A good Muslim needs to be educated

Muhammed Prophet of Islam, Quran in background © Kitti Kahotong | Dreamstime.com

In Islam, as in many other faiths, ignorance is considered to be unworthy of a follower of God.

It isn’t considered shameful not to know something, however it is most shameful to be in the presence of knowledge and thereby ignore it.

Ibn Mas`ud heard the Prophet (SWT) saying: “There is no envy except in two: a person whmo God has given wealth and he spends it in the right way, and a person whom Allah has given wisdom (i.e. religious knowledge) and he gives His decisions accordingly and teaches it to the others.” Sahih al-Bukhari 1409.

Indeed, religious and general education are the most important values – ones that should be preserved sacredly. The Prophet Muhammad (SAW) said: “The seeking of knowledge is obligatory for every Muslim.” – (Tirmidhi, Hadith 74). Nevertheless, this image is sometimes distorted in the minds of individuals.

Such was the case in Pakistan in 2007 when the invading Taliban groups decided to close down all the schools for girls in the city of Swat, and over 100 were razed by 2008 throughout Pakistan, with women deprived of any active social roles.

In the same year, a 10 year old girl named Malala Yousafzai, gave a speech in the city of Peshawar titled: “How dare the Taliban take away my basic right to education”. Few were those who dared oppose the Taliban at the time, so young Malala proceeded to post blogs for the BBC on the living conditions under the Taliban in the name of all those who didn’t have a voice.

In 2011, she was awarded Pakistan’s National Youth Peace Prize which soon turned out to be a double-edged sword. Following this award, she began to receive death-threats from the Taliban.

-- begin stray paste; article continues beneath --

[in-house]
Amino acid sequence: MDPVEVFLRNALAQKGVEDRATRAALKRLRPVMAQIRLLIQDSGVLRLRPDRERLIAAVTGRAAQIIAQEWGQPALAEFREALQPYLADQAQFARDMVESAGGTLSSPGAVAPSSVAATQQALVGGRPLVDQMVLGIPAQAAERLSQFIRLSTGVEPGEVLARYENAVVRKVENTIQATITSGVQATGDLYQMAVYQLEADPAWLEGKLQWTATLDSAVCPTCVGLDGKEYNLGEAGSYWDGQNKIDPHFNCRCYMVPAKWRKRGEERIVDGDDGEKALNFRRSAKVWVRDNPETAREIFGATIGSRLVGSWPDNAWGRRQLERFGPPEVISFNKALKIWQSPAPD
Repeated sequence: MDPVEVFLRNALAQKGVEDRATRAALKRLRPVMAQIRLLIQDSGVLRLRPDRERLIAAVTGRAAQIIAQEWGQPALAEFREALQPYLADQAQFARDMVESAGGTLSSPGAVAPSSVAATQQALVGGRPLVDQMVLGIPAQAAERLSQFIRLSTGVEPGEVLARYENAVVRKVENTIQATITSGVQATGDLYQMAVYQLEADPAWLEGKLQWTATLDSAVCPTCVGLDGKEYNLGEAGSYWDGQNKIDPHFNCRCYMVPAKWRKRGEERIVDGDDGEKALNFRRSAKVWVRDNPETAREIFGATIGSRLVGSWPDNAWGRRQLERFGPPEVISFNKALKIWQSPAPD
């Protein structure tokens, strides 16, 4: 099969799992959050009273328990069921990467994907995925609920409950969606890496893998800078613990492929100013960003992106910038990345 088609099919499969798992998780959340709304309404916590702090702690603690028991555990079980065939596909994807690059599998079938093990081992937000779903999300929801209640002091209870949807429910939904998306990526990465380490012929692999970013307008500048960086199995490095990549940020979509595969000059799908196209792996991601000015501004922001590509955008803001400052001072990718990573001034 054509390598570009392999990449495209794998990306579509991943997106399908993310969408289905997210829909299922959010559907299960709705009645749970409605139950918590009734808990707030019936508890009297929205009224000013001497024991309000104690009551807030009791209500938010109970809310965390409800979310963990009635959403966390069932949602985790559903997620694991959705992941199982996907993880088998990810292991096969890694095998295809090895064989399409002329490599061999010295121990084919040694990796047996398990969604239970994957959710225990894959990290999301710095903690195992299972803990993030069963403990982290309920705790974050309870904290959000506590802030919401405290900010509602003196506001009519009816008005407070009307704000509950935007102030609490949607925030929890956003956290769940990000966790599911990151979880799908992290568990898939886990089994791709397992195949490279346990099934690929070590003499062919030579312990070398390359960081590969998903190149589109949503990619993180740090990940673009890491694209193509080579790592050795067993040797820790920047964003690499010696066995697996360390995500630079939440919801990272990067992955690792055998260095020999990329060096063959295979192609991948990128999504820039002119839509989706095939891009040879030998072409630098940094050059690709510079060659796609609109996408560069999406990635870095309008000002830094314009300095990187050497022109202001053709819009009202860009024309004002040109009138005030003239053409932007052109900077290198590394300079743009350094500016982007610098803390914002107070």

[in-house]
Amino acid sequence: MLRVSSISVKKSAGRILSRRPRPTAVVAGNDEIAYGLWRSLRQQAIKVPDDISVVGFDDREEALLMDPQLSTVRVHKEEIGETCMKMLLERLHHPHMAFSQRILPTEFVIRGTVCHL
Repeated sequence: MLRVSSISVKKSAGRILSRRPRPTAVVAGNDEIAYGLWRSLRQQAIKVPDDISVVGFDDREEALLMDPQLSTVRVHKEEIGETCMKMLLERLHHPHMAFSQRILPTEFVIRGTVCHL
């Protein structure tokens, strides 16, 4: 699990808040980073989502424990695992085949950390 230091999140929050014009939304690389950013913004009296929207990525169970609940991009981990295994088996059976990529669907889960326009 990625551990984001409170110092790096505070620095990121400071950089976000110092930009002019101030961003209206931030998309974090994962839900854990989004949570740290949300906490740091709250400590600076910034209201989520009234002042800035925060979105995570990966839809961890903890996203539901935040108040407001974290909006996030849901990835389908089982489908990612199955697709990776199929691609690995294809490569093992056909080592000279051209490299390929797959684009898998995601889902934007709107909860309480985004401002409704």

One afternoon, in October 2012, Yousafzai was returning from school on the bus when a Taliban member suddenly emerged from the doors and shot the fifteen-year-old in the head, injuring two other girls.

Many around the world showed financial support for her critical condition and, after several months of hospital treatment, she was finally able resume lessons by 2013 in Birmingham.

On her 16th birthday, she decided to give a speech at the UN saying: “I am not against anyone, neither am I here to speak in terms of personal revenge against the Taliban or any other terrorist group. I’m here to speak up for the right of education for every child”.

The following year in October 2014, she became the youngest person to receive the Nobel Peace Prize.

Thus, the actions of a single individual have made an even greater impact in providing the opportunity for hundreds of thousands of kids to attend school and seek knowledge, carrying out Allah’s (SWT) will.

Without a doubt, many of us when we were younger took mandatory education for granted, not valuing the great opportunity that has been bestowed upon us. It is now our duty as Muslims to constantly remind ourselves to pursue knowledge whenever we can and help those who are deprived of the ability to develop one of Allah’s (SWT) greatest gifts: the conscious mind.

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